Lord Peter Hain and Professor Andre Odendaal have launched a ground-breaking book, ‘‘Pitch Battles” about sport, racism and resistance. It’s a book about how sport played a part in bringing down the apartheid regime through protest, sacrifice and ultimately isolation.
Pitch Battles starts with the role Britain played through Cecil John Rhodes in setting up apartheid; treating the indigenous people as second class citizens. The topic still rages on today with the BlackLivesMatter movement.
“In Pitch Battles, Peter Hain and I try to explain the making of the sports system in SA from colonialism in the 1800s to the coronavirus in 2020. And it actually ends in a very relevant moment at the time of BlackLivesMatter and in strange coincidence – what we’ve tried to do in the book is to show how the systematic nature of racism evolved in SA and naturally in SA Sport. So – it’s important for us that we deal with those issues after Pitch Battles – no one can say they didn’t know the kind of denialism that we still see in confronting the past in SA.
Hopefully this will help people to understand the kind of reality that needs to be acknowledged before we can really move on in a unified way and using sport as a genuine nation building thing than an issue that divides us regularly even now,” says Professor Odendaal.
Changing face of SA sport
Odendaal says the vision for the book was birthed during a meal with Hain two years ago. “And I suggested it’s 50 years coming up to those path breaking demonstrations in 69/70 against the White only Springbok rugby teams that changed the face of SA sport. Up until then people got away with keeping politics out of sport. Some demonstrations at the cricket and rugby matches were politely ignored but once the guys ran onto the pitches; started chaining themselves to rugby posts and harassing that team in 24 out of 25 matches – it changed the entire international perception of apartheid in sport.
That also gave us strength to the internal resistance movement in SA after the 60s SANRAC and SASSA the early sports organisations for non-racial sport were banned and the NSACOS emerged in 1973. Again as part of a renewed resistance including the trade union movement, the Soweto uprisings and became very powerful inside the country representing the people that were excluded in SA sport.”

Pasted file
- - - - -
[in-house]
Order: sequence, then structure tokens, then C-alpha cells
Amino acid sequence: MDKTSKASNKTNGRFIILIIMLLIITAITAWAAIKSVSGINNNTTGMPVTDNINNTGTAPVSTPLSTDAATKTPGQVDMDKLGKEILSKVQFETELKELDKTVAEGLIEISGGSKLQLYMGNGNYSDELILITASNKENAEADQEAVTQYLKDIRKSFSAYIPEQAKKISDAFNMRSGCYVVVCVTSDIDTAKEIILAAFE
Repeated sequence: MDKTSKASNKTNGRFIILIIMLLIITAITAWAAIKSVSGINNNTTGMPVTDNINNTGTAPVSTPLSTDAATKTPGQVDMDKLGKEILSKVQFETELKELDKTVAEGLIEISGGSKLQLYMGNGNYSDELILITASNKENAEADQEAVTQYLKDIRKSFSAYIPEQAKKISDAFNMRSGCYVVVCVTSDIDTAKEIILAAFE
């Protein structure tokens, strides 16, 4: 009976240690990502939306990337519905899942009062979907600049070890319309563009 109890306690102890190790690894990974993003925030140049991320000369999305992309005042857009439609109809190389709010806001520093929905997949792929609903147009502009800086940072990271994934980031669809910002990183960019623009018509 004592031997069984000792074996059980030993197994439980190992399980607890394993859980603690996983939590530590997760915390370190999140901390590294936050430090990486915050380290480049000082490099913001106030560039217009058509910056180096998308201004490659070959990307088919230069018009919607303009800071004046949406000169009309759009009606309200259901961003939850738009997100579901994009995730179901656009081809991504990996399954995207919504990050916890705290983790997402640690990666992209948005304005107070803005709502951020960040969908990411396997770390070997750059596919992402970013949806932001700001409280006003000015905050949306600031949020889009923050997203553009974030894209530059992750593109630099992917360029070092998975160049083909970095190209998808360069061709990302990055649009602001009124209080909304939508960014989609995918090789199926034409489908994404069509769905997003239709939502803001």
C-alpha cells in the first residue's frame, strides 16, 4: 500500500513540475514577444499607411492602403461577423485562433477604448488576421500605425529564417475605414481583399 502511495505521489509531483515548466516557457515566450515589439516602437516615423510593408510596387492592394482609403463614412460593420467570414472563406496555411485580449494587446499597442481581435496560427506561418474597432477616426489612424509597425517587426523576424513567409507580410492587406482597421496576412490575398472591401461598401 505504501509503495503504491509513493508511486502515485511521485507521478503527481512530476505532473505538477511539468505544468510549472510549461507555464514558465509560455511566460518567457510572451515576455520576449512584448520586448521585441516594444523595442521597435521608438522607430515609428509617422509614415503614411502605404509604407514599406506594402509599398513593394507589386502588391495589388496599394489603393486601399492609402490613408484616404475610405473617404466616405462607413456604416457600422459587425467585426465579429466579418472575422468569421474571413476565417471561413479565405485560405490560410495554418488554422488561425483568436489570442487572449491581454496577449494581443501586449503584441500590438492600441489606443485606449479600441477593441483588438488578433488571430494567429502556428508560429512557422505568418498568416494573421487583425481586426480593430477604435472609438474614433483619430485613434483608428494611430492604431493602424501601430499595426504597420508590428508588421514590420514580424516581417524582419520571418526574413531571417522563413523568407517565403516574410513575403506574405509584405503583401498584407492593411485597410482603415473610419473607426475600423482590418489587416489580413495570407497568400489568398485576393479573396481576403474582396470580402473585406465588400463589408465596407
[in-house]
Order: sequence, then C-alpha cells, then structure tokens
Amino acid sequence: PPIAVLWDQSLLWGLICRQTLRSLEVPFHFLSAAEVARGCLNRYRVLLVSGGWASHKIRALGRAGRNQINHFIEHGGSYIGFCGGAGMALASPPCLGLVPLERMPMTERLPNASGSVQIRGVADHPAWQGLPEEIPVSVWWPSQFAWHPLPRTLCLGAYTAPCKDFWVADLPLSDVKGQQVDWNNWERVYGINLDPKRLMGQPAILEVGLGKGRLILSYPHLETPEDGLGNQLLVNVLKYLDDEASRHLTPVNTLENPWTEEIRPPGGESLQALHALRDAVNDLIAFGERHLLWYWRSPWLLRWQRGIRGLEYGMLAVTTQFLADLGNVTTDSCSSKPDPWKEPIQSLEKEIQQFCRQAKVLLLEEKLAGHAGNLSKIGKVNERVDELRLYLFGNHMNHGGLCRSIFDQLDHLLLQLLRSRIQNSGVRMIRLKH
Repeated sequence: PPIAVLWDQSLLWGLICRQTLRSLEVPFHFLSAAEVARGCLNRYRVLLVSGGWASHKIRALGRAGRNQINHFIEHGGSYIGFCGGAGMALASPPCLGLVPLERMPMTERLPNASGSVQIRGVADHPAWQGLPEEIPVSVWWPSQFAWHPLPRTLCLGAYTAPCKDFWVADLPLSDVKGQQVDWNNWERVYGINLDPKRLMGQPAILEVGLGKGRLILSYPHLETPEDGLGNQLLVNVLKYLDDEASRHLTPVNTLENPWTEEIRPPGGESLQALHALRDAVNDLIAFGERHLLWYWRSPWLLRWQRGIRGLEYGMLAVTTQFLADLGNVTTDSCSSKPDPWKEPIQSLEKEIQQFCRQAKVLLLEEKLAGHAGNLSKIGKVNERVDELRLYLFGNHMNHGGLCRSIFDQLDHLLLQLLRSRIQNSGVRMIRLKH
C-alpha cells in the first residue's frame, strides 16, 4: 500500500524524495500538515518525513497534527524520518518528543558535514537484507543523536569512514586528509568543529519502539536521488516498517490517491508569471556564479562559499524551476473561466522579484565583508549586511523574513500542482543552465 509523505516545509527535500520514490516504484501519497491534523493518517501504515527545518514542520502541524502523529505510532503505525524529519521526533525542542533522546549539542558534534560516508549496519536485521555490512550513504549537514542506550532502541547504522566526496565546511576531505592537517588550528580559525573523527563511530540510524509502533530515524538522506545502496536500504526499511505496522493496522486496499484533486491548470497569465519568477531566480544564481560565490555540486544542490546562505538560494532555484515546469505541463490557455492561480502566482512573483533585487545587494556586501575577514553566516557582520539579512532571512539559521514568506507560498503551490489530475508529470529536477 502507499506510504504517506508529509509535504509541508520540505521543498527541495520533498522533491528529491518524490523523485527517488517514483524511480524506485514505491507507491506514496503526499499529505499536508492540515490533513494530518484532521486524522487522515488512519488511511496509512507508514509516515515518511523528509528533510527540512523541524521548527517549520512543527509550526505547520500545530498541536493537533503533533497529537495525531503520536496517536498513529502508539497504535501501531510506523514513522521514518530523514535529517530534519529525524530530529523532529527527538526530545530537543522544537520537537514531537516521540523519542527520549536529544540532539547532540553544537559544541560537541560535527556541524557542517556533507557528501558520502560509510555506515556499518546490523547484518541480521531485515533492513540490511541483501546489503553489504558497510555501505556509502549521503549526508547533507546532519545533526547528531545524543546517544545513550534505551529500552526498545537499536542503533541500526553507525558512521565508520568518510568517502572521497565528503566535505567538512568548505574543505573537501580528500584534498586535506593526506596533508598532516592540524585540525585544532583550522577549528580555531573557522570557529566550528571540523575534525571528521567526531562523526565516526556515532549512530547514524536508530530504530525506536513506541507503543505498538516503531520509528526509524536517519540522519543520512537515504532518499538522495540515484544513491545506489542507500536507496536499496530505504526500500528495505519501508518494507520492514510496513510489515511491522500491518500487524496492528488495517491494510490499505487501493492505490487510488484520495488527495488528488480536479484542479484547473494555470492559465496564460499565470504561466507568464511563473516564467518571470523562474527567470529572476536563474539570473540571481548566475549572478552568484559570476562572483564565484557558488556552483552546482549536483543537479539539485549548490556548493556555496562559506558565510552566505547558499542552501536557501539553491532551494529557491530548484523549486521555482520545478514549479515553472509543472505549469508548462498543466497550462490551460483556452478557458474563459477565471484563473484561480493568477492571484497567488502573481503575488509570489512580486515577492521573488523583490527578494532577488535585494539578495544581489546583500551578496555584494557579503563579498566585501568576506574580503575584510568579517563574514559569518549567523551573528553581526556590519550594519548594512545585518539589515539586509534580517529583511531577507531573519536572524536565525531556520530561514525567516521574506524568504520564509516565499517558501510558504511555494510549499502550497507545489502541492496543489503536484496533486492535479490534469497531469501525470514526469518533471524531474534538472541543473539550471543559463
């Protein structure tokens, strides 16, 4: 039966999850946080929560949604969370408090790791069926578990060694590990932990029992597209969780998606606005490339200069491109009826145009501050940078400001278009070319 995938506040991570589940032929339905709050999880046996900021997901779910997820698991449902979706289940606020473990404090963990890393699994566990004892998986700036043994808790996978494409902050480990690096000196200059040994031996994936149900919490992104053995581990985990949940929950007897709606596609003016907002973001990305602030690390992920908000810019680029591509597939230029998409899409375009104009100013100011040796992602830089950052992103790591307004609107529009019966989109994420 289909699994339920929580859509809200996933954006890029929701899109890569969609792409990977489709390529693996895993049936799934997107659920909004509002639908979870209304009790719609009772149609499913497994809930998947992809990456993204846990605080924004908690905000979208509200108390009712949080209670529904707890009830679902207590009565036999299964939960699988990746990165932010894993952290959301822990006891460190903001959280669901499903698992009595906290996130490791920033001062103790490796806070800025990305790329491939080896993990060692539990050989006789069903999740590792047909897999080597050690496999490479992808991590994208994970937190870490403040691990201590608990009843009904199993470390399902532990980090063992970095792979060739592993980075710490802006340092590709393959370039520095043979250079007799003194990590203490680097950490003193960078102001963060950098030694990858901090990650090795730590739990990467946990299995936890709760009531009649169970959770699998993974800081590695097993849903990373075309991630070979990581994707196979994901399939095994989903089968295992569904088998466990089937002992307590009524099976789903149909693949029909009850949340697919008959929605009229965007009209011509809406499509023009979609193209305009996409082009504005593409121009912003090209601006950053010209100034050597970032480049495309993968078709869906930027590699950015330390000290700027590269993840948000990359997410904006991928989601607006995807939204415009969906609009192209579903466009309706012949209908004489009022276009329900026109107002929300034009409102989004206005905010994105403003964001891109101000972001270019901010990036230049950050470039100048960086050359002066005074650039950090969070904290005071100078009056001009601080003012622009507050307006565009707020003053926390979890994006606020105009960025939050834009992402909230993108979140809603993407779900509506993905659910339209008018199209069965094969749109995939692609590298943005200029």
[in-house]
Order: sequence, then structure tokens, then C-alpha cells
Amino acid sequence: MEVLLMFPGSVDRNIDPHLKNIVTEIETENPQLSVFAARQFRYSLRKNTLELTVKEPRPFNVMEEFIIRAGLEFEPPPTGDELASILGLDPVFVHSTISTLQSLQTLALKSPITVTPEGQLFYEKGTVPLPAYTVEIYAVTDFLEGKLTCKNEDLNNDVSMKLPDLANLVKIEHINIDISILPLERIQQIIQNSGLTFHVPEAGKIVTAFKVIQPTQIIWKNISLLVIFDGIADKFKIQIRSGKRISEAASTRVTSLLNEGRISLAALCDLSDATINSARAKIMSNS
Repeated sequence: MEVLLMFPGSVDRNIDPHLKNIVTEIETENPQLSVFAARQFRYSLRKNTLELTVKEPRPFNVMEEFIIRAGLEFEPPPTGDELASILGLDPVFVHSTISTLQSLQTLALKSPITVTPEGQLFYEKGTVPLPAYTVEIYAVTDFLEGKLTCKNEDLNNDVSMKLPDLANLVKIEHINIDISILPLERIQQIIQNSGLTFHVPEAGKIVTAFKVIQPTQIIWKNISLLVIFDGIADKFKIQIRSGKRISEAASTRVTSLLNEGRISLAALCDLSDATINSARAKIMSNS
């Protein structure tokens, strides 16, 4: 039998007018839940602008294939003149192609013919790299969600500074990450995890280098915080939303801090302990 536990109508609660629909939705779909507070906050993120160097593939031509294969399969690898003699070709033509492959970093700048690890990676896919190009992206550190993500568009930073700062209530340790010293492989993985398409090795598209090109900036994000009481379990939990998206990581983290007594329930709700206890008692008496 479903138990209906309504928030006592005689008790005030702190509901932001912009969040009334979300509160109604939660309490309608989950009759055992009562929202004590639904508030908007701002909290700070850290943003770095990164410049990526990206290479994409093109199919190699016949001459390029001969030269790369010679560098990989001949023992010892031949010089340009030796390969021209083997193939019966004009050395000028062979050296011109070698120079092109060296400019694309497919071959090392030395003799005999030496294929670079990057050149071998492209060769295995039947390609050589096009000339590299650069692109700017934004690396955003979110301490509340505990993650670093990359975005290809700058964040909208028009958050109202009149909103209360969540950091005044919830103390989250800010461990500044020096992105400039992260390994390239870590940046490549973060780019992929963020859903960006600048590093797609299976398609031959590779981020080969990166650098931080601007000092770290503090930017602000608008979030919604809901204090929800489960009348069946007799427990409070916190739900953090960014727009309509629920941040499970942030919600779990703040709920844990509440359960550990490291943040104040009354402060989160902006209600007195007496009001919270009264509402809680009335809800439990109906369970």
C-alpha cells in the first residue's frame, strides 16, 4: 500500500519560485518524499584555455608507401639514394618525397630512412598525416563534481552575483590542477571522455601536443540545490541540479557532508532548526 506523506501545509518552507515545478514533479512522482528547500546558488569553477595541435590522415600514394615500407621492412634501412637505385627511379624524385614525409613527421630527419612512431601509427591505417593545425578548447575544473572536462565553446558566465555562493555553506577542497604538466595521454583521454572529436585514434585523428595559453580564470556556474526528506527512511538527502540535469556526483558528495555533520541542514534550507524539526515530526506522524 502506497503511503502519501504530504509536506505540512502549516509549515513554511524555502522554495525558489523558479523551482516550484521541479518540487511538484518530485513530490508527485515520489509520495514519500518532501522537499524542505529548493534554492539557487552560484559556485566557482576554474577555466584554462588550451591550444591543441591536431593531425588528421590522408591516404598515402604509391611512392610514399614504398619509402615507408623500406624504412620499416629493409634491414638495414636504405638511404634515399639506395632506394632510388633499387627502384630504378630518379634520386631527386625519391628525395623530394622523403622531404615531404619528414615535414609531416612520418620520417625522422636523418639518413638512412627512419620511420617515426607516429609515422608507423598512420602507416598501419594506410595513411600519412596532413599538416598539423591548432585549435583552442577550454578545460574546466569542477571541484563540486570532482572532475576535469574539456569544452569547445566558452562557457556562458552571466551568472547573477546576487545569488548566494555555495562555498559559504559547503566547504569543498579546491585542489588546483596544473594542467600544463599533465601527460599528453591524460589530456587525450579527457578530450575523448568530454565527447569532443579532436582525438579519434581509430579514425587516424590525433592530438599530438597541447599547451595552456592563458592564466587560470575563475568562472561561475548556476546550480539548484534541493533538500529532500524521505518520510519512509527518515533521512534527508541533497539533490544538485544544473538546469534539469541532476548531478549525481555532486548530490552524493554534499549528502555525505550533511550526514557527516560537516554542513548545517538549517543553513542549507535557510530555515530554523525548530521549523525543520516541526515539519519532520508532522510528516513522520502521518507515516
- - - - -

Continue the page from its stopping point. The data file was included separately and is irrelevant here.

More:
While conquerors always get to write the history – Pitch Battles attempts to set the record straight.
Odendaal says with all the racism and discrimination, Black sports people still managed amazing achievements even though past regimes have tried to obliterate that history.
“Most important for us are the people in the past who are not included in, completely obliterated from history like the apartheid school text books. Black people were totally left out and there are amazing stories going back to the first soccer tour from SA to Britain in 1899 by a team of African Footballers from Bloemfontein led by Joseph Twayhe who believe it or not – played against teams like Liverpool, Arsenal and Newcastle United,” he adds.
Professor Odendaal says the aim of the book is for people often forgotten to be remembered for their courage and the role they played in the dismantling of the inhumane apartheid system. These include those who paid the ultimate price for the liberation of millions of South Africans, like Dennis Brutus, who was shot and then tortured on Robben Island and John Harris who was hanged.
Own up and move forward
The Professor says the book also seeks to get South Africans to move forward to a better future.
However, he says, for this to happen – White South Africans need to acknowledge the past and stop the denialism.
“It’s really time for me as a White South African to say that White South Africans need to own up and just a mere acknowledgement. Gary Player has reinvented himself as one of the discoverers and heroes of the new democratic order. But it was him who said in 1966 and that every time he got his first grand slam major in gold – I am South African and I must say now and clearly that I am of SA of Verwoerd and apartheid.”
He believes that Player still owes South Africans an apology for his past utterances. Professor Odendaal also believes that the notions of segregation, with people believing that races should develop separately, is nonesensensical. ” And all it takes for basic fundamentalist dishonesty to go away is for Gary Player to say one word – sorry I did think that at some stage instead of denialism,” he adds.
Odendaal says they hope the book will help unify South Africans.